We know that for most of our patients, their favourite part of a dental cleaning is how smooth and clean their teeth feel afterward, not to mention how shiny they are. Tooth polishing has long been part of the dental checkup routine ever since the 1700s when Pierre Fauchard, the father of modern dentistry, recommended it. However, if you’ve had your teeth cleaned recently (and you have, right?) you may have noticed that your dentist or hygienist didn’t polish every single tooth. That’s because the results of recent studies are changing how dentists and dental hygienists approach polishing.
First, let’s do a quick review of what happens during a dental cleaning appointment. The whole point of a dental cleaning is to remove plaque and tartar that have accumulated on your teeth. If not removed, this bacteria-laden debris can lead to cavities and gum disease. The hygienist will go after the most stubborn buildup with an ultrasonic tool, which uses the power of fine vibrations to break up tartar and water to flush it away. Next, the hygienist may use hand tools to remove any smaller spots of buildup and to smooth out the tooth surface.
After your teeth have been thoroughly cleaned and all the plaque and tartar removed, then it’s time for polishing. Most polishing is done with a tiny rubber cup that spins on the end of a hand-held wand. Before polishing your teeth, the hygienist scoops up some prophy paste onto the rubber cup. Prophy paste is like an extra-gritty version of toothpaste, which often comes in similar flavours. The hygienist then applies the prophy paste to your teeth, and the spinning of the cup polishes your teeth and removes stains. After rinsing your mouth, the hygienist may floss your teeth, then apply a fluoride treatment, which helps teeth absorb minerals that make them stronger.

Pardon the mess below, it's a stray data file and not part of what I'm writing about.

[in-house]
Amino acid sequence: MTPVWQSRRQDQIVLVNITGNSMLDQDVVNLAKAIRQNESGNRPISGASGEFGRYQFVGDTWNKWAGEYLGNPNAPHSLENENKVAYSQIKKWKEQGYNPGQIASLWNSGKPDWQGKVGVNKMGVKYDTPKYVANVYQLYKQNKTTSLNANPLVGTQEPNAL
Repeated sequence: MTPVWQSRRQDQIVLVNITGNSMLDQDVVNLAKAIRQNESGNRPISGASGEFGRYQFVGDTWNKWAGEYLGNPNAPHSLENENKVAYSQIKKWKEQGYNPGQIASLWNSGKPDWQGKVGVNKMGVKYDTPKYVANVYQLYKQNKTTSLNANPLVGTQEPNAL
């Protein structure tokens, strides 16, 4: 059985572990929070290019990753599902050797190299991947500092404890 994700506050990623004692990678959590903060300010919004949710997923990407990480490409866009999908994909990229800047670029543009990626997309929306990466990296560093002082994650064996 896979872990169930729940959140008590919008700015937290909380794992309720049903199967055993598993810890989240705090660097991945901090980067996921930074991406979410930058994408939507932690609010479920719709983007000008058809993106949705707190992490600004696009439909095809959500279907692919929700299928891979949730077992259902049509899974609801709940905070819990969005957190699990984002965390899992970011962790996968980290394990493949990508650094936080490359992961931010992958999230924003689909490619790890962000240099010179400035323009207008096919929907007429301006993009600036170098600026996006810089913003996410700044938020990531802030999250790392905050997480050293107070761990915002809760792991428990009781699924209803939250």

In fact, removing surface stains is the primary purpose of tooth polishing these days. In the past, it was thought that polishing teeth to make them smoother made it harder for the bacteria-laden gunk that leads to gum disease and tooth decay to attach to teeth. It turns out that removing plaque and tartar during the ultrasonic scaling part of your hygiene visit is really what helps keep bacteria from adhering (plus your daily home oral hygiene routine, of course). While polishing certainly smooths out your teeth, it hasn’t been shown to make a huge difference in preventing gum disease or tooth decay. In fact, some studies have shown that polishing can even temporarily weaken your tooth enamel, making your teeth slightly more vulnerable until the outer layer of enamel grows back.
Many dental professionals now consider polishing to be primarily a cosmetic procedure. That’s why some dentists and hygienists only do selective polishing, in which they only choose certain teeth to polish, such as those with superficial stains that didn’t get removed by the ultrasonic cleaning or hand tools. So while polishing is certainly nice to get that perfectly smooth feeling after your appointment, don’t be alarmed if your hygienist doesn’t polish all of your teeth. Polishing is not as important to preventing oral problems as ultrasonic cleaning and manual removal of plaque and tartar and tooth-strengthening fluoride treatments.
If you have any questions about the dental cleaning process, always feel free to ask us! We look forward to seeing you at your next appointment.
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